Oct. 19 (Bloomberg) -- Moody’s Investors Service cut the ratings on Formula One’s debt a single step after the auto-racing series started raising $1 billion of private high-yield bonds to pay its owners a dividend.
The ratings firm reduced the London-based company’s loans to B1 from Ba3 and assigned a B2 corporate family rating to its parent Delta Debtco Ltd., citing the “materially increased leverage” after the debt placement and a “more aggressive financial strategy” after a share sale in May was abandoned, according to a report.
Formula One’s lenders agreed to a two-year loan extension and the $1 billion dividend earlier this month, raising the amount it will distribute to shareholders this year to $2.2 billion, according to Moody’s. Moody’s estimates the company’s debt to be more than six times its earnings before interest, tax, depreciation and amortization, and for leverage to increase further next year.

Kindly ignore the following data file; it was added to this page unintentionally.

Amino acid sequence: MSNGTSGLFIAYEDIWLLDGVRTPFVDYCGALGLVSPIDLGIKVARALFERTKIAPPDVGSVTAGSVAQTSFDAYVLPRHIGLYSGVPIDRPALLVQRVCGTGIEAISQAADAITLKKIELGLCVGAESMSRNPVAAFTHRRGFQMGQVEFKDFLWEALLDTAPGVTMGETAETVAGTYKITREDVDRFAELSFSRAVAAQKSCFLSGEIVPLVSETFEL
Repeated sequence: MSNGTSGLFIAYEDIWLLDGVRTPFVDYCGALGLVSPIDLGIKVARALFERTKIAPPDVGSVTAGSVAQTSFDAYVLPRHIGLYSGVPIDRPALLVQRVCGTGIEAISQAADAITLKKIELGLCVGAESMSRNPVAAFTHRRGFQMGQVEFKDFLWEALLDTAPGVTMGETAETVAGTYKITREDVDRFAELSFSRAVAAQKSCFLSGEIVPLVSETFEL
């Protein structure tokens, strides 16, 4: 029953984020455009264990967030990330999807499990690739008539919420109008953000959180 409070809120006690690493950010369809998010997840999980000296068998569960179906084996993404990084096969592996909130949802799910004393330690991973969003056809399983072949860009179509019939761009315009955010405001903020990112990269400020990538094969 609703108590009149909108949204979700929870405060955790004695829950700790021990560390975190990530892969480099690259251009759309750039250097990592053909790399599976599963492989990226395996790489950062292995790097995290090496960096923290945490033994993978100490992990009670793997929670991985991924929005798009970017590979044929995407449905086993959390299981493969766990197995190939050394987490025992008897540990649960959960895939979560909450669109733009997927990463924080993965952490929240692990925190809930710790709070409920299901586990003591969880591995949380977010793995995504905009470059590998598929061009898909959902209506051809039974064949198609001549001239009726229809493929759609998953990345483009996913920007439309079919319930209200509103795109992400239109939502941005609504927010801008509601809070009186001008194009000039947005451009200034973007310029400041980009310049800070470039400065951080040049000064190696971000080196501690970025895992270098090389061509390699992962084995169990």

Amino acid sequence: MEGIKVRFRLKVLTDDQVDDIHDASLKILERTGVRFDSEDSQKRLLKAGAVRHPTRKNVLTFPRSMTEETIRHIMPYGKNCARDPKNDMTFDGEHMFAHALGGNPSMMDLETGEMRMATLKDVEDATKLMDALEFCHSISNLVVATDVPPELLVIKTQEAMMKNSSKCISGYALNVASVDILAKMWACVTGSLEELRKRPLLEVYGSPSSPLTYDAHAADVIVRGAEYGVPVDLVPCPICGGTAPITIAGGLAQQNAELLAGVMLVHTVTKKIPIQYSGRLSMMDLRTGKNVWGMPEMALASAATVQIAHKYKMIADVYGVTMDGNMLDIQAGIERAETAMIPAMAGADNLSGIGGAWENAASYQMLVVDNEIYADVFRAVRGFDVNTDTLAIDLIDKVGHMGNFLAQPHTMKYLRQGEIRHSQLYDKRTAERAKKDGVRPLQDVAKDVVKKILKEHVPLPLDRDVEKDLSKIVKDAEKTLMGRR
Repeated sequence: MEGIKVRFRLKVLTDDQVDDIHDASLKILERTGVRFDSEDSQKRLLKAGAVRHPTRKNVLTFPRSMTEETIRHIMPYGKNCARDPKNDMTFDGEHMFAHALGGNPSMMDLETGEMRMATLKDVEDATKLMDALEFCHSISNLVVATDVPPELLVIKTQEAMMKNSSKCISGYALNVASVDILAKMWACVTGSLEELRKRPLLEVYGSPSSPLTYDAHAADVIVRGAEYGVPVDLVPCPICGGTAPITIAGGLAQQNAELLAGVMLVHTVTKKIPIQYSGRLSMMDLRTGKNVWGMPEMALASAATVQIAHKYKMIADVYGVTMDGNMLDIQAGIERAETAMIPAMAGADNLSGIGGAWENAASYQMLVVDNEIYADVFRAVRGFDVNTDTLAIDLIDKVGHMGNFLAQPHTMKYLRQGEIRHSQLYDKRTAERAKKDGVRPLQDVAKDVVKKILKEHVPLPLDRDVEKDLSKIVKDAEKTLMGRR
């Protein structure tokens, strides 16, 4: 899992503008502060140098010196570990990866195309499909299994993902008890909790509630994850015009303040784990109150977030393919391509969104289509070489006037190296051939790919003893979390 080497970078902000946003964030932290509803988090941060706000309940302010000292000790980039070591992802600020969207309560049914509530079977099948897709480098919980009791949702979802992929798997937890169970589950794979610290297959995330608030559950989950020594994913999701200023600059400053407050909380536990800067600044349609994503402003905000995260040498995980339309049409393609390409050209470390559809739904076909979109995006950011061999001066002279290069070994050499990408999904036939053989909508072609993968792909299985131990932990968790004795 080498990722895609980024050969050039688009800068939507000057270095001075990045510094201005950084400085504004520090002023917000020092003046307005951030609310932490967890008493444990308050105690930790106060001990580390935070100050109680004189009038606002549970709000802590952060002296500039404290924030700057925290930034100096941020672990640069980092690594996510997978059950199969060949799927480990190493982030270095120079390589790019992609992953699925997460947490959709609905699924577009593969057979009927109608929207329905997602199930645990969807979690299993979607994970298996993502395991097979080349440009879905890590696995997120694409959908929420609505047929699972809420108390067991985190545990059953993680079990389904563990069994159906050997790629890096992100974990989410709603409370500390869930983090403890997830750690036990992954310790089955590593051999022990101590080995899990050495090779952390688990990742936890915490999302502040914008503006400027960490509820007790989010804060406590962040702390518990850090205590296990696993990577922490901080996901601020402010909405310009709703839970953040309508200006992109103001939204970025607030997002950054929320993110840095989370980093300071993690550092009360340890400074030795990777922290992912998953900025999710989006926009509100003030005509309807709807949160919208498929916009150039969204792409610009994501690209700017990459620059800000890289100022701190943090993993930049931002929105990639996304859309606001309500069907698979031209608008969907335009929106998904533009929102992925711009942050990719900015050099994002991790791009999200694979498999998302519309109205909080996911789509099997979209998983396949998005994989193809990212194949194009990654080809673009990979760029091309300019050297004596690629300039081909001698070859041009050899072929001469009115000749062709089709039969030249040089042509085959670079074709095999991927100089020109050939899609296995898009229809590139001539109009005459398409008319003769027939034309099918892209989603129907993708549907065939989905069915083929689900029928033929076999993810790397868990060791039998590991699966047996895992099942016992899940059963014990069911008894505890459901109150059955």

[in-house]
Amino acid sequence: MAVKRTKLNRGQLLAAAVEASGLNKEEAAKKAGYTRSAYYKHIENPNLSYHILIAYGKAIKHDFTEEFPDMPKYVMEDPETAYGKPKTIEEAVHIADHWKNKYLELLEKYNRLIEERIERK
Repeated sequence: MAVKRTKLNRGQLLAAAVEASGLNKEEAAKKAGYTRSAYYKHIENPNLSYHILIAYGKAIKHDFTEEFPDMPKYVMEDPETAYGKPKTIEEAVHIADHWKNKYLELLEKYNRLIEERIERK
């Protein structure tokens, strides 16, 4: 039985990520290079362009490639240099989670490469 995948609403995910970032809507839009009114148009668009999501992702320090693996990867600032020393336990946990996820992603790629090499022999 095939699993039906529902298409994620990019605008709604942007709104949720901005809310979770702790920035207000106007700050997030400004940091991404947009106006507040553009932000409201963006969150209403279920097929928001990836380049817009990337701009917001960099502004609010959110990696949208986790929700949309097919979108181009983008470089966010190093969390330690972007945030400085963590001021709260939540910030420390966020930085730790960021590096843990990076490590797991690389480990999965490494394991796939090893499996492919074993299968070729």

“Following the company’s aggressive distribution steps in 2012, the ratings are initially weakly positioned at the B2 level,” analysts led by Olivier Beroud wrote in the report. If Formula One’s leverage were to climb to more than seven times Ebitda or it generates negative free cash flow, the rating would come under negative pressure, Moody’s said.
Formula One’s owners include CVC Capital Partners, Oslo-based Norges Bank, U.S. mutual fund Waddell & Reed Financial Inc., BlackRock Inc. and Chief Executive Officer Bernie Ecclestone.
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